I had originally considered taking the mast and linked dipole to this summit as well but given the fact that it was broken, the remaining summits would be activated with the HF-PRO-2 only. Mike was still on G/SP-013 Gun when I got to the summit and set up while being watched by an inquisitive cow behind a single wire fence. This was of course a “different” S2S for both of us as I had changed my summit. Mike had just finished a contact into VK3 but commented that the noise on the bands (40 and 20m) had not improved. Indeed the noise was like a badly suppressed car or motorbike ignition system of years ago and this was heard both in the UK/Europe and in VK/ZL. This was activity in the ionosphere making receivers worldwide desense as the AGC circuits reacted to the pulses of electrical noise!

The views from Urserberg, looking down from the top of the ski-fields are lovely now that the early morning mist had mostly cleared but the temperatures were still sub 10°C even though the sun was coming out. After working Mike I spotted myself and the calls came flowing in. As I was a little behind schedule and I did not know how difficult the next two summits would be, I decided to call it quits after the calls dried up on 40 metres and didn’t try 20 metres. Once packed up it’s a good 15-20 minute walk back down to the car park, where I decided to have lunch.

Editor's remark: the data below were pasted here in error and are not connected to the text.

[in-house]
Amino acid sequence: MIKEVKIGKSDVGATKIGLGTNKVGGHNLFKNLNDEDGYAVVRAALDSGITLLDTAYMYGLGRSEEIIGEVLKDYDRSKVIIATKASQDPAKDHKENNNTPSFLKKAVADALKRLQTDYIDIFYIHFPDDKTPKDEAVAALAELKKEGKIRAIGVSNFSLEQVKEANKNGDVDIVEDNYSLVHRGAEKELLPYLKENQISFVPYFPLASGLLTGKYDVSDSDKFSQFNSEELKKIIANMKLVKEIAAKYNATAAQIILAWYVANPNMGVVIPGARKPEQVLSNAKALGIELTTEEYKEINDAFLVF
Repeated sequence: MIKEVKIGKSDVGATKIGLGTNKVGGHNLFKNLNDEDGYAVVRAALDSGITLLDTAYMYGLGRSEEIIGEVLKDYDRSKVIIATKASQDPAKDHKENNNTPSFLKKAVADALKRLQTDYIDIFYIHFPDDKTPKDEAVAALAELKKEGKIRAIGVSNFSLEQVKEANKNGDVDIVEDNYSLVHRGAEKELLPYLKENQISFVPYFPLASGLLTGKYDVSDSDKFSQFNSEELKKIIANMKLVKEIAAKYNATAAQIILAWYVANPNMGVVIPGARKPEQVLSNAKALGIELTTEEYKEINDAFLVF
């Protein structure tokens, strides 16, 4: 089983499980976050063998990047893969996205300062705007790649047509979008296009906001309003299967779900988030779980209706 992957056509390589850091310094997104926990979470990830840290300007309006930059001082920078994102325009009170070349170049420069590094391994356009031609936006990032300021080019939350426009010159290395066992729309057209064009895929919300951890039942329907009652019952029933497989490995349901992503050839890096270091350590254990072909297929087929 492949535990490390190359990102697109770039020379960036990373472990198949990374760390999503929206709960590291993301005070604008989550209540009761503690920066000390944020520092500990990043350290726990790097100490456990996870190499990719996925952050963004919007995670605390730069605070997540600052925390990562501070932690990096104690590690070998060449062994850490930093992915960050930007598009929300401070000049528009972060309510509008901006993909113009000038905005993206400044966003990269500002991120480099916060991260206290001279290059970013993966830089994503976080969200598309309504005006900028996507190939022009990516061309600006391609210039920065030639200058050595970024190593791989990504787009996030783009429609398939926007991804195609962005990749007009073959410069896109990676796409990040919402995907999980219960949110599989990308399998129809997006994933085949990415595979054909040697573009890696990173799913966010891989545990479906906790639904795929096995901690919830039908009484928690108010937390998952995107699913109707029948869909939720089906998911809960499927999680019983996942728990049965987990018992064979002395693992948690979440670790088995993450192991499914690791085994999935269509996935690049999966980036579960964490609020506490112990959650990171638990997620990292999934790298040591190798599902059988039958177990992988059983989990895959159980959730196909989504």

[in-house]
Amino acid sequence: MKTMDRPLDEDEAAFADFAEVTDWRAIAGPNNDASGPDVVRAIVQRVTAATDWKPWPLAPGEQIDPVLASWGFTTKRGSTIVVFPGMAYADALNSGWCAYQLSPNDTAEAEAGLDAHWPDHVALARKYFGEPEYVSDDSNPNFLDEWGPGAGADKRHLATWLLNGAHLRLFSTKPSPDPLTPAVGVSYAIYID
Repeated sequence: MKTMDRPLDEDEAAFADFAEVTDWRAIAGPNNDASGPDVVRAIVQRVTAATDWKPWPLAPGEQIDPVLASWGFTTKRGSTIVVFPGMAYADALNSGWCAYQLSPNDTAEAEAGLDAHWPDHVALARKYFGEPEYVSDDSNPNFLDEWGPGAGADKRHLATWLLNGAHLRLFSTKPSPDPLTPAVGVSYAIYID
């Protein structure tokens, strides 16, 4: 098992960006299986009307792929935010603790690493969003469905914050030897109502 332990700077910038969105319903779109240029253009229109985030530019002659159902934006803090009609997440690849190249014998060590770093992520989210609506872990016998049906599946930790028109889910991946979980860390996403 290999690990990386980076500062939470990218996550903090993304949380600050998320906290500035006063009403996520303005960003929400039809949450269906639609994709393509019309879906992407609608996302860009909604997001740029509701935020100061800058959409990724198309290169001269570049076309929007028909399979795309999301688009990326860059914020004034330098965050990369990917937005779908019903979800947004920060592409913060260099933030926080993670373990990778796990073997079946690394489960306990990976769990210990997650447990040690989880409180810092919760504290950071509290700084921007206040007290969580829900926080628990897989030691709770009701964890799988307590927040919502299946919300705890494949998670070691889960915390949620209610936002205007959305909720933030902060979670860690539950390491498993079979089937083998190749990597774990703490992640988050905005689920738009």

Photos – Urserberg:

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Sonneneck Höhe DL/AL-146

This was a new summit for me so I arrived and parked at the end of the road in Oberhofen, just before a gate on the road by a house that marked the start of private land. Private as, no car access is allowed, walkers are welcomed – including by the dog who lives at the house. Equipped with the map shown above, I set off from Oberhofen with my reduced rucksack (only talking the HF-PRO2 and tripod, not the mast and wire antenna on this long walk), and it was a long walk, which took me 40 minutes to get to the summit. I followed the “main” track shown on the map over Voglerholz and curving back up to the summit. Accidentally on the way back I came back on the other route under the summit as the track indicated on the map as being small has been expanded and sand and stone laid down so that tractors and diggers can get access using this route. On reaching the top track, the track coming in from the left is actually part of the Europe-wide “JackobsWeg” pilgrims way. I have come across this on other SOTA and HEMA summits recently. It seems the pilgrims are expected to climb all of the summits along their route!